As observers of totalitarianism such as Victor Klemperer noticed, truth dies in four modes, all of which we have just witnessed. The first mode is the open hostility to verifiable reality, which takes the form of presenting inventions and lies as if they were facts. The president does this at a high rate and at a fast pace. One attempt during the 2016 campaign to track his utterances found that 78 percent of his factual claims were false. This proportion is so high that it makes the correct assertions seem like unintended oversights on the path toward total fiction. Demeaning the world as it is begins the creation of a fictional counterworld. The second mode is shamanistic incantation. As Klemperer noted, the fascist style depends upon “endless repetition,” designed to make the fictional plausible and the criminal desirable. The systematic use of nicknames such as “Lyin’ Ted” and “Crooked Hillary” displaced certain character traits that might more appropriately have been affixed to the president himself. Yet through blunt repetition over Twitter, our president managed the transformation of individuals into stereotypes that people then spoke aloud. At rallies, the repeated chants of “Build that wall” and “Lock her up” did not describe anything that the president had specific plans to do, but their very grandiosity established a connection between him and his audience. The next mode is magical thinking, or the open embrace of contradiction. The president’s campaign involved the promises of cutting taxes for everyone, eliminating the national debt, and increasing spending on both social policy and national defense. These promises mutually contradict. It is as if a farmer said he were taking an egg from the henhouse, boiling it whole and serving it to his wife, and also poaching it and serving it to his children, and then returning it to the hen unbroken, and then watching as the chick hatches. Accepting untruth of this radical kind requires a blatant abandonment of reason. Klemperer’s descriptions of losing friends in Germany in 1933 over the issue of magical thinking ring eerily true today. One of his former students implored him to “abandon yourself to your feelings, and you must always focus on the Führer’s greatness, rather than on the discomfort you are feeling at present.” Twelve years later, after all the atrocities, and at the end of a war that Germany had clearly lost, an amputated soldier told Klemperer that Hitler “has never lied yet. I believe in Hitler.” The final mode is misplaced faith. It involves the sort of self-deifying claims the president made when he said that “I alone can solve it” or “I am your voice.” When faith descends from heaven to earth in this way, no room remains for the small truths of our individual discernment and experience. What terrified Klemperer was the way that this transition seemed permanent. Once truth had become oracular rather than factual, evidence was irrelevant. At the end of the war a worker told Klemperer that “understanding is useless, you have to have faith. I believe in the Führer.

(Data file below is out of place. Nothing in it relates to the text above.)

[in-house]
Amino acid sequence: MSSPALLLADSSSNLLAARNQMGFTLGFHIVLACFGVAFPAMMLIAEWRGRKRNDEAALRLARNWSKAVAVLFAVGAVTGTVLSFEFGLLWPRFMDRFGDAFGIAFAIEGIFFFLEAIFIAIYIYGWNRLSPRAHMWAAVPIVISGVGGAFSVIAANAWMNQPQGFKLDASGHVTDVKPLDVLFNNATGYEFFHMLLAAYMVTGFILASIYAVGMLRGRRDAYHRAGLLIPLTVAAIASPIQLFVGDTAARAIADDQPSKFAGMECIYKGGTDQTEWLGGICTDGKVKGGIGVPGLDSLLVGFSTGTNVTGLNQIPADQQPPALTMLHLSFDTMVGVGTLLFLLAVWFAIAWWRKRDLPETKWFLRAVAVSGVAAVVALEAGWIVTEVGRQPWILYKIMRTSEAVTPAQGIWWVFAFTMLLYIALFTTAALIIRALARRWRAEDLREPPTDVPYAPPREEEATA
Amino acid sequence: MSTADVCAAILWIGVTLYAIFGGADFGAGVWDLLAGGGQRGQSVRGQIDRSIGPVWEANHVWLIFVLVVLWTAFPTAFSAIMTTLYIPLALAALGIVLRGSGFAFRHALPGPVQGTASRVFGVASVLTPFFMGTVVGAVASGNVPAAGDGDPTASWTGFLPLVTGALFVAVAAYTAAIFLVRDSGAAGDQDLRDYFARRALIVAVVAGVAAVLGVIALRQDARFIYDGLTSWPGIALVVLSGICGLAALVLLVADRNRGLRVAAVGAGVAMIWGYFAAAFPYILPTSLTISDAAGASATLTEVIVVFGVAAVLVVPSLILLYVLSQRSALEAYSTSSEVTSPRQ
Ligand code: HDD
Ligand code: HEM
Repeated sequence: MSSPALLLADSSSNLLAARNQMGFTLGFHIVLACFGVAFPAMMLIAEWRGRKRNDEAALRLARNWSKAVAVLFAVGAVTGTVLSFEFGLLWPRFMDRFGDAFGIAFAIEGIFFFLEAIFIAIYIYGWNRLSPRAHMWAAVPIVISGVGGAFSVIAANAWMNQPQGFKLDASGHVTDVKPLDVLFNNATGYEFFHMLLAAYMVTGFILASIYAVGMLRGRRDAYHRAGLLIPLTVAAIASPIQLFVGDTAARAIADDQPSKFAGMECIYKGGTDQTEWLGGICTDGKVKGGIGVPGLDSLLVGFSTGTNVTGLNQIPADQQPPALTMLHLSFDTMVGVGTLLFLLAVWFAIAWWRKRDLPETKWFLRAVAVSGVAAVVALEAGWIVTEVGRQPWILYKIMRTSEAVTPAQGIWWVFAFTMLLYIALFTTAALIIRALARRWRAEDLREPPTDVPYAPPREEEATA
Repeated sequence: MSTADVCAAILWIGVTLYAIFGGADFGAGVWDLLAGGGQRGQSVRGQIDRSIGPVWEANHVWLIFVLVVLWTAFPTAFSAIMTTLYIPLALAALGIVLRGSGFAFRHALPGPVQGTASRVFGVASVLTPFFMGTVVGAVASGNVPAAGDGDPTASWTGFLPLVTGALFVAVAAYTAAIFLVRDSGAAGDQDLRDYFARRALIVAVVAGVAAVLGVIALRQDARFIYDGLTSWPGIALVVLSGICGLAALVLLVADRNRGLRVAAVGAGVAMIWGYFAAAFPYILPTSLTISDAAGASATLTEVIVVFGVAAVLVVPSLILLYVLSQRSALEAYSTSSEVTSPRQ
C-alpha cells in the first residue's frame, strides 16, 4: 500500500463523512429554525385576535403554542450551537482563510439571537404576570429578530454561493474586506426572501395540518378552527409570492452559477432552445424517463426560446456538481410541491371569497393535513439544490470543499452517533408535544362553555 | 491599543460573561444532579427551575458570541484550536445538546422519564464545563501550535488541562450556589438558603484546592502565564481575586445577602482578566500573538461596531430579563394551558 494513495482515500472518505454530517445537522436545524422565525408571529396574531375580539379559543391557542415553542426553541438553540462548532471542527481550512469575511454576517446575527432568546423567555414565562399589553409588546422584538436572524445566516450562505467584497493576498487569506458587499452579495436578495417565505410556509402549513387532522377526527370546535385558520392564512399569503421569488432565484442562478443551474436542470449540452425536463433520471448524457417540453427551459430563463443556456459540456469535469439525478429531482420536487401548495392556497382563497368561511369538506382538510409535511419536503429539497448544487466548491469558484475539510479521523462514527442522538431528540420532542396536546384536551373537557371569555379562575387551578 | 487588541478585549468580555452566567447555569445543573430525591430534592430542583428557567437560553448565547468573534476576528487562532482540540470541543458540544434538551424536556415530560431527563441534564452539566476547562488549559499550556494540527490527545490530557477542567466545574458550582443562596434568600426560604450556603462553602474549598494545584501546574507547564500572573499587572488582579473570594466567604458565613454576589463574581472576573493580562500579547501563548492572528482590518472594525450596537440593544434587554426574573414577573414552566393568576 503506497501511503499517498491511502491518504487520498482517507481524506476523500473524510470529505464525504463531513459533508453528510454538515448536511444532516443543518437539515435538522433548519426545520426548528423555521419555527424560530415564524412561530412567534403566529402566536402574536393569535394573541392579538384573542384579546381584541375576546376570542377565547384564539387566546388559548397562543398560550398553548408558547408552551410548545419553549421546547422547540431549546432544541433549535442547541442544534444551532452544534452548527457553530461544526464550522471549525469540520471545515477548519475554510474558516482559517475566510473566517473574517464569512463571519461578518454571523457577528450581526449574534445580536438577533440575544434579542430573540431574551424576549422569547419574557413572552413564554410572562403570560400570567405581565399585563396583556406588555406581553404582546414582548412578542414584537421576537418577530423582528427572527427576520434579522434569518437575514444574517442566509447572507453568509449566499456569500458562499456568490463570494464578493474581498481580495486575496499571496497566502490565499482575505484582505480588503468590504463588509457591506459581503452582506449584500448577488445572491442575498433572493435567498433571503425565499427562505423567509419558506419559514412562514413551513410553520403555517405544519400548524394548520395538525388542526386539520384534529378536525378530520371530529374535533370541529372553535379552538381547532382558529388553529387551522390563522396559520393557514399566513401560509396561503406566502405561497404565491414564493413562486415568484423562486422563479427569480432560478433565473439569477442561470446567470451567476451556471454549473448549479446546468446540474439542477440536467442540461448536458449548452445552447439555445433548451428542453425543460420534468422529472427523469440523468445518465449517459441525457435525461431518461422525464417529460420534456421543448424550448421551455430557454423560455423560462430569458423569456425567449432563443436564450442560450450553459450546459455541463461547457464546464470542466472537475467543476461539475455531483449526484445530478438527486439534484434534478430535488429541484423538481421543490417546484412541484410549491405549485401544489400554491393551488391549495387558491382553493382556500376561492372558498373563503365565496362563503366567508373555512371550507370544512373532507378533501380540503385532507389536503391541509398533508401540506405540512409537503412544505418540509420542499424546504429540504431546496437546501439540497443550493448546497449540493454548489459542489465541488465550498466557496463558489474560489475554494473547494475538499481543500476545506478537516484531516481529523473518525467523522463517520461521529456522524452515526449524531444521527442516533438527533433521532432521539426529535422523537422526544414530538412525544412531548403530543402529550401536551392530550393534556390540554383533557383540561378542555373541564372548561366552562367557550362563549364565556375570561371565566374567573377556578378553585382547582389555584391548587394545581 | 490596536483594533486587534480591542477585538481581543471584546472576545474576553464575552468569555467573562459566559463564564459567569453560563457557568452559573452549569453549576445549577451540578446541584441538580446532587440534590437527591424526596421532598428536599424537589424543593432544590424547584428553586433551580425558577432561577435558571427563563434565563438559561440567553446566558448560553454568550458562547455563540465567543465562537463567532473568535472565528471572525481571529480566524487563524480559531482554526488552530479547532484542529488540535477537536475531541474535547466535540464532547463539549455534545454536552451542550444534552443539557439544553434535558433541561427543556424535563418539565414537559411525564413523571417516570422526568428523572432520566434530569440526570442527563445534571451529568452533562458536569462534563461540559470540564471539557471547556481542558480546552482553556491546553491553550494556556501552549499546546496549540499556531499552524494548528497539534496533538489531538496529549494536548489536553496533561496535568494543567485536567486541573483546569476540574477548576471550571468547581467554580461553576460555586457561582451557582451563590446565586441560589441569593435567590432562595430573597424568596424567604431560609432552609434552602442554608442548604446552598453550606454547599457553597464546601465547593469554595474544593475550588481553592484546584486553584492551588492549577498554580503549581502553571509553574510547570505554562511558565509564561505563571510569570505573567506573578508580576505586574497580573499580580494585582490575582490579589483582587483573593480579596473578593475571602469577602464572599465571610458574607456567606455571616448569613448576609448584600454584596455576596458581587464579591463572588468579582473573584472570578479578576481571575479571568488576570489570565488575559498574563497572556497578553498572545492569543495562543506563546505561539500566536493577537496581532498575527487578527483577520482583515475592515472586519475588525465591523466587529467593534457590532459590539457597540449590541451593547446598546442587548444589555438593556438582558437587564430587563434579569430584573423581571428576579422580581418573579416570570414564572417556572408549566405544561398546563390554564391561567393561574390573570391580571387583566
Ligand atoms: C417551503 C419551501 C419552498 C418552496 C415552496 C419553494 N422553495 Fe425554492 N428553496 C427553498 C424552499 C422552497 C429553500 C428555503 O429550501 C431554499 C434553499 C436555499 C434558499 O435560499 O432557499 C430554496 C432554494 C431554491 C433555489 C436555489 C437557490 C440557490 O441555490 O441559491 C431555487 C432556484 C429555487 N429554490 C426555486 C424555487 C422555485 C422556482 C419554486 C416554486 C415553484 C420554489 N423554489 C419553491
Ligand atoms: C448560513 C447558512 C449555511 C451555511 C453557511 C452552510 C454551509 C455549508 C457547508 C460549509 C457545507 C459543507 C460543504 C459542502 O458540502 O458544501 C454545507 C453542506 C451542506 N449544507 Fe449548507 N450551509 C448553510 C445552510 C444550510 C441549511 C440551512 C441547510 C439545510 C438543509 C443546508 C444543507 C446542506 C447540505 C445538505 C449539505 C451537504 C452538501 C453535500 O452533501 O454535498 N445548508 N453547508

I saw exactly one picture of Marx and one of Lenin in my whole stay, but it's been a long time since ideology had anything to do with it. Not without cunning, Fat Man and Little Boy gradually mutated the whole state belief system into a debased form of Confucianism, in which traditional ancestor worship and respect for order become blended with extreme nationalism and xenophobia. Near the southernmost city of Kaesong, captured by the North in 1951, I was taken to see the beautifully preserved tombs of King and Queen Kongmin. Their significance in F.M.-L.B. cosmology is that they reigned over a then unified Korea in the 14th century, and that they were Confucian and dynastic and left many lavish memorials to themselves. The tombs are built on one hillside, and legend has it that the king sent one of his courtiers to pick the site. Second-guessing his underling, he then climbed the opposite hill. He gave instructions that if the chosen site did not please him he would wave his white handkerchief. On this signal, the courtier was to be slain. The king actually found that the site was ideal. But it was a warm day and he forgetfully mopped his brow with the white handkerchief. On coming downhill he was confronted with the courtier's fresh cadaver and exclaimed, 'Oh dear.' And ever since, my escorts told me, the opposite peak has been known as 'Oh Dear Hill.' I thought this was a perfect illustration of the caprice and cruelty of absolute leadership, and began to phrase a little pun about Kim Jong Il being the 'Oh Dear Leader,' but it died on my lips.